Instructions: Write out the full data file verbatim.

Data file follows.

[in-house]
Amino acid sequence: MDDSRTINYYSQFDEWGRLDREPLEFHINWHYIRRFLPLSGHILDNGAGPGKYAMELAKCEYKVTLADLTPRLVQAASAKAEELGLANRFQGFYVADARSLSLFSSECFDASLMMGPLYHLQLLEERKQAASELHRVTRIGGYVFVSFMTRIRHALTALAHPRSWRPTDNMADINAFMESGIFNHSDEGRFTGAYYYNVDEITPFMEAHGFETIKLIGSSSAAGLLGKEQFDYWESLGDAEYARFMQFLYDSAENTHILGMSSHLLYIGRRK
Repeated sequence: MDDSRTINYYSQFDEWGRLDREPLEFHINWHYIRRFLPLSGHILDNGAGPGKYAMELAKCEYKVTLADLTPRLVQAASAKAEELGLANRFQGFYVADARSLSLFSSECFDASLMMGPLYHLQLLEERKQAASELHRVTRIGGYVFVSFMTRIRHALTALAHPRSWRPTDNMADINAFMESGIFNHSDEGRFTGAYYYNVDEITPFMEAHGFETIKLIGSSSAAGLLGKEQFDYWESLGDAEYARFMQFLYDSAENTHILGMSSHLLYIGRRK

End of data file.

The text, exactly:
[in-house]
Amino acid sequence: MDDSRTINYYSQFDEWGRLDREPLEFHINWHYIRRFLPLSGHILDNGAGPGKYAMELAKCEYKVTLADLTPRLVQAASAKAEELGLANRFQGFYVADARSLSLFSSECFDASLMMGPLYHLQLLEERKQAASELHRVTRIGGYVFVSFMTRIRHALTALAHPRSWRPTDNMADINAFMESGIFNHSDEGRFTGAYYYNVDEITPFMEAHGFETIKLIGSSSAAGLLGKEQFDYWESLGDAEYARFMQFLYDSAENTHILGMSSHLLYIGRRK
Repeated sequence: MDDSRTINYYSQFDEWGRLDREPLEFHINWHYIRRFLPLSGHILDNGAGPGKYAMELAKCEYKVTLADLTPRLVQAASAKAEELGLANRFQGFYVADARSLSLFSSECFDASLMMGPLYHLQLLEERKQAASELHRVTRIGGYVFVSFMTRIRHALTALAHPRSWRPTDNMADINAFMESGIFNHSDEGRFTGAYYYNVDEITPFMEAHGFETIKLIGSSSAAGLLGKEQFDYWESLGDAEYARFMQFLYDSAENTHILGMSSHLLYIGRRK